Samsung Heavy Industries has received approval in principle from ABS for a conceptual design of the CMSR Power Barge, a floating offshore nuclear power plant. The floating facility supplies electricity and thermal energy produced by using compact molten salt reactor (CMSR) technology.
The CMSR Power Parge is a fusion of nuclear power and shipbuilding technology and has less constraints for site selection and facility condition. It takes only about two years to build and costs less. SHI plans to commercialise it by 2028 after completing detailed design of all power generation facilities.
Electricity and thermal energy source
The CMSR Power Barge, developed by Samsung Heavy Industries (SHI) in cooperation with Seaborg, can be equipped with two to eight 100-MW CMSRs in accordance with demand for power production. It is a “nuclear power plant on the sea” with steam turbine generators and transmission/distribution facilities in the floating body.
SHI expects CMSR Power Barge to expand demand not only as an alternative demand for existing fossil fuel power generation facilities, but also as an electricity and thermal energy source for industrial heating systems, hydrogen production, and seawater desalination facilities.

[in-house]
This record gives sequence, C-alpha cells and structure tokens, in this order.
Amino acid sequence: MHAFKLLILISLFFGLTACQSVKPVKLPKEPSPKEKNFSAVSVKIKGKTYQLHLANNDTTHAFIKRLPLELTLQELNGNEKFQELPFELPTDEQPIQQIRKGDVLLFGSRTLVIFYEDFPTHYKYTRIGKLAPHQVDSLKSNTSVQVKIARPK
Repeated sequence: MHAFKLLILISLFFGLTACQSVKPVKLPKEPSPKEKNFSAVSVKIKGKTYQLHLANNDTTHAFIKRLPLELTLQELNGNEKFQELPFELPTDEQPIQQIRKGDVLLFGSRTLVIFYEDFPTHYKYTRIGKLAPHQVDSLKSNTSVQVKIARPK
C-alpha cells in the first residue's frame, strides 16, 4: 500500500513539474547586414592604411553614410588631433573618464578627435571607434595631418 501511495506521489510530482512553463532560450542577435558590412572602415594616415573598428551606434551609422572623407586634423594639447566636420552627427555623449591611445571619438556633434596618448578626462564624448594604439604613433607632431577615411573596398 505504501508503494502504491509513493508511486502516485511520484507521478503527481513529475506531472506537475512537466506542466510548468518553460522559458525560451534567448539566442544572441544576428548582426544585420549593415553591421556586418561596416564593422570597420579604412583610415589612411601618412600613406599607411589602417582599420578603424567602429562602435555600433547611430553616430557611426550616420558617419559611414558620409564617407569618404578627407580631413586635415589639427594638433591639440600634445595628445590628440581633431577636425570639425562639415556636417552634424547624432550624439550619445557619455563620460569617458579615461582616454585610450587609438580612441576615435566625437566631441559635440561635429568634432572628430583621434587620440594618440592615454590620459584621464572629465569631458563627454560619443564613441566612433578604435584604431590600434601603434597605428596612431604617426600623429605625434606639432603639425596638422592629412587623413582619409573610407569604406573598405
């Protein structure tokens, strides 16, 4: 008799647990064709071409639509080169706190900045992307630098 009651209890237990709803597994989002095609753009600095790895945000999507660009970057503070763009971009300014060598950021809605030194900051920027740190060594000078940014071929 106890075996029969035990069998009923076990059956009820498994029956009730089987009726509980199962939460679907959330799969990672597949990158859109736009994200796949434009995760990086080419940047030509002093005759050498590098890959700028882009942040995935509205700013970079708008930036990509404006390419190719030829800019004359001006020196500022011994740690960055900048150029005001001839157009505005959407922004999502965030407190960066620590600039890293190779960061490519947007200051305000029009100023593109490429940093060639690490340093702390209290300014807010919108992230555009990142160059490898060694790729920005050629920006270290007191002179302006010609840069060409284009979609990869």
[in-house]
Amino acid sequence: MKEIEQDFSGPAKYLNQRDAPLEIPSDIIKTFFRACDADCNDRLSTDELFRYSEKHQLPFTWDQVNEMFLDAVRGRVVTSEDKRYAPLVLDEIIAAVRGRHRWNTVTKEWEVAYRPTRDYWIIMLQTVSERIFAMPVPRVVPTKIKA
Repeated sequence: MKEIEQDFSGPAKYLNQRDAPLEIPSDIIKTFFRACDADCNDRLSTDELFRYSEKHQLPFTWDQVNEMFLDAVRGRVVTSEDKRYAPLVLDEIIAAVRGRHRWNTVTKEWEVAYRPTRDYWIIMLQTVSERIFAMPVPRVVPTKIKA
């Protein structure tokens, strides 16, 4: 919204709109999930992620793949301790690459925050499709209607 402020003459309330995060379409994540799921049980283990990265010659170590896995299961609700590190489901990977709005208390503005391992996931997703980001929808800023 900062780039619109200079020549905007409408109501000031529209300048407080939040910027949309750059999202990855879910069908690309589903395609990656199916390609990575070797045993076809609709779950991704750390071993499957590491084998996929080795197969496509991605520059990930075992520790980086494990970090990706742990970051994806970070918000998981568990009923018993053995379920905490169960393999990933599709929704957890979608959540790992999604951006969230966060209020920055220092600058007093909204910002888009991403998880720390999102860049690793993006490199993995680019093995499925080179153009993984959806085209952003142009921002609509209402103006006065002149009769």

The floating nuclear power plant comes as a turn-key product, ready to be moored at an industrial harbour. In the harbour, a transmission cable will be connected from the barge to the electric grid on shore. An optional solution is to place a hydrogen or ammonia production plant next to the nuclear power barge utilising the CO2-free fission energy from the barge to produce hydrogen and ammonia. The barge has a 24-year lifetime.
SHI signed a business agreement with CMSR developer Seaborg in January last year to develop floating nuclear power plant products. Seaborg is doing business activities for developing countries that lack constant electricity.
In June 2022, Seaborg won a European Innovation Council Accelerator innovation grant for its CMSR Power Barge. In November, Seaborg also announced a collaboration with the Delft University of Technology’s Reactor Institute (NL). In a one-year project, they will investigate molten fuel salt chemistry for the development of an innovative molten salt nuclear reactor design. The aim of the project is to provide a deeper understanding and modelling of the liquid fuel thermodynamic and physicochemical properties.
Picture by Seaborg.